After its roaring success at the World Cup, vanishing spray will be seen in the Premier League for the 2014-15 season.
Fans of Major League Soccer are used to seeing the spray in action after it was introduced back in the 2011 season and now leagues across the world are catching on. MLS, you pioneers, you.
When the new season kicks off on August 16, Premier League referees will use the spray (which is held in a can that will be strapped to their waists) to prevent encroachment by players in a defensive wall during free kicks. They will spray a line 10-yards away from the ball that defending players cannot cross.
Speaking about the decisions to introduce vanishing spray, Premier League chief executive Richard Scudamore had this to say.
“It was clear from watching the 2014 FIFA World Cup in Brazil that vanishing spray benefited referees, players, and all of those who watched the matches.”
After seeing the device used so effortlessly during the World Cup, it is quick and easy to use and will stop cheating from defensive players. The referee sprays a quick mark where the ball is, walks 10 yards and sprays a line which the players must stand behind. If they don’t, he will book them and move the free kick closer. Simple.
Gone are the days when you see defensive walls inching closer to the ball everytime the referee turns his back. Cheaters never prosper, but when it comes to blocking free kicks standing closer than 10-yards usually works.
Those 10-yards distances are now legit in the Premier League thanks to our new friend, vanishing spray.
Enough with the speculation and reports already, because it’s finally officially official: Jurgen Klopp has been appointed the newest manager of Liverpool Football Club, the Merseyside club announced on Thursday.
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Klopp will be unveiled to the world at an introductory press conference at Anfield on Friday.
According to early reports, Klopp’s three-year contract could pay him as much as $10 million per season.
[ QUOTE KING: Top 10 “Klopp-isms” from his time at Dortmund ]
The 48-year-old German has been out of work since stepping down at Bundesliga side Borussia Dortmund following a seventh-place finish to the 2014-15 season. Klopp’s seven seasons in charge of Dortmund weren’t without success and silverware, though, as he led Der BVB to back-to-back league titles in 2011 and 2012, a German Cup triumph in 2012 and a UEFA Champions League final appearance in 2013.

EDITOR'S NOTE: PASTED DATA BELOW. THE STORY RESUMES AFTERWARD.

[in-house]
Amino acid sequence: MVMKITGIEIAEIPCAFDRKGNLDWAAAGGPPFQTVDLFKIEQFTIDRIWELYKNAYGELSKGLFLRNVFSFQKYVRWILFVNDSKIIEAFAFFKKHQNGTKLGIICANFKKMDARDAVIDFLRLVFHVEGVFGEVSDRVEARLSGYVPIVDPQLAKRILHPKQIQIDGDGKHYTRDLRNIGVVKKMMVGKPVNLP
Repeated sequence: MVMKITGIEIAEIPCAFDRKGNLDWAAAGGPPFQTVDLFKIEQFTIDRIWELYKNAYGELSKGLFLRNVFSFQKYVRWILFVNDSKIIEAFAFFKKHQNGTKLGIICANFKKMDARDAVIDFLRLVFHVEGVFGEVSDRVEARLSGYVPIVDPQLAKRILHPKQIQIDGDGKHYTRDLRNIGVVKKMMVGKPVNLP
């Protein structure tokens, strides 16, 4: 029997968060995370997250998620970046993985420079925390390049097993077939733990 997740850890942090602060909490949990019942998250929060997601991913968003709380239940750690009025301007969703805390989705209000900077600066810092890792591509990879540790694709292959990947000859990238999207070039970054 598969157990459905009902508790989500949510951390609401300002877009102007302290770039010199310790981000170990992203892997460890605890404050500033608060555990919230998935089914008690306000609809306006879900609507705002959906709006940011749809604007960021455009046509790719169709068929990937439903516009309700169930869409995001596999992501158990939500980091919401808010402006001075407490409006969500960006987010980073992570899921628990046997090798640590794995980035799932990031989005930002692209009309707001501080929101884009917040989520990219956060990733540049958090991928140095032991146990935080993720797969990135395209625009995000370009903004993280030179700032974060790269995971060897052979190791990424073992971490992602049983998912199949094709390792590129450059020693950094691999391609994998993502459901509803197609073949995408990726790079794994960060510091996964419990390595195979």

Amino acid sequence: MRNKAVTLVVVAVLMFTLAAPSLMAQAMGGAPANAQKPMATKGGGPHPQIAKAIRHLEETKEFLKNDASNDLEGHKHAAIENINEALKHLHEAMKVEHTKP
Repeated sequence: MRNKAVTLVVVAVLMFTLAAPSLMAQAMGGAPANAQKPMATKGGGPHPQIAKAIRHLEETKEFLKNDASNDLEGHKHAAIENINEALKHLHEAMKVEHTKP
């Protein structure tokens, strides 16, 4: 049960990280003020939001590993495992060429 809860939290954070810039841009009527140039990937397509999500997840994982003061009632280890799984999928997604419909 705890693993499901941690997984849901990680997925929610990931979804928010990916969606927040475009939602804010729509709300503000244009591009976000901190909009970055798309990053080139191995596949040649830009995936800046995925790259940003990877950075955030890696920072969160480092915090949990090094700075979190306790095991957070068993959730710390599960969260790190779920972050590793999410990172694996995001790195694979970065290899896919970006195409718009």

PST’s Joe Prince-Wright will be at Anfield on Friday for Klopp’s unveiling, so be sure to follow JPW on Twitter and check back to PST for wall-to-wall coverage of Klopp’s first press conference as Liverpool manager.
Jose Mourinho got the
dreaded much-needed vote of confidence from Chelsea owner Roman Abramovich last weekend, seemingly giving the Portuguese manager a temporary stay of execution despite the Blues’ worst start to a season in 37 years.
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Speaking this week, Mourinho has revealed that while he’s thankful to have been kept on at the club for which he regularly professes his love, he still thinks it was no-brainer for Abramovich. In other words, Mourinho’s not backing down from his incredible, seven-minute rant to one question following Saturday’s defeat to Southampton.
Mourinho, on what he’s doing to turn Chelsea around — quotes from the Guardian:
“It shows the confidence of Abramovich in the manager who has won three Premier League titles with this club. I thank him and I keep working.
“What’s going on? I do not know. The results with Chelsea at the moment have been really bad. I cannot hide that reality, and I don’t want to. And I struggle to find an explanation. But I assure you: I’m working like never before and we will come out of this. And there is also the Champions League that we will not neglect, for certain.”
What did you expect from Mourinho? Well, you know, I should probably be fired, but thanks to Mr. Abramovich for not realizing this and keeping me employed? It’s simultaneously interesting and the least surprising thing ever, though, that Mourinho claims to not know what’s wrong with Chelsea at the moment. Of course he has a theory (or five), and of course he’s “working like never before” to correct it.
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The most fascinating thing about Chelsea’s sluggish start to the season is to see, hear and read Mourinho speaking from a position of powerlessness. Always the clever one, the one dictating where the discussion goes, the one in charge of every press interaction, Saturday’s rant felt like watching a desperate Mourinho grasping for anything by which to pull himself back up.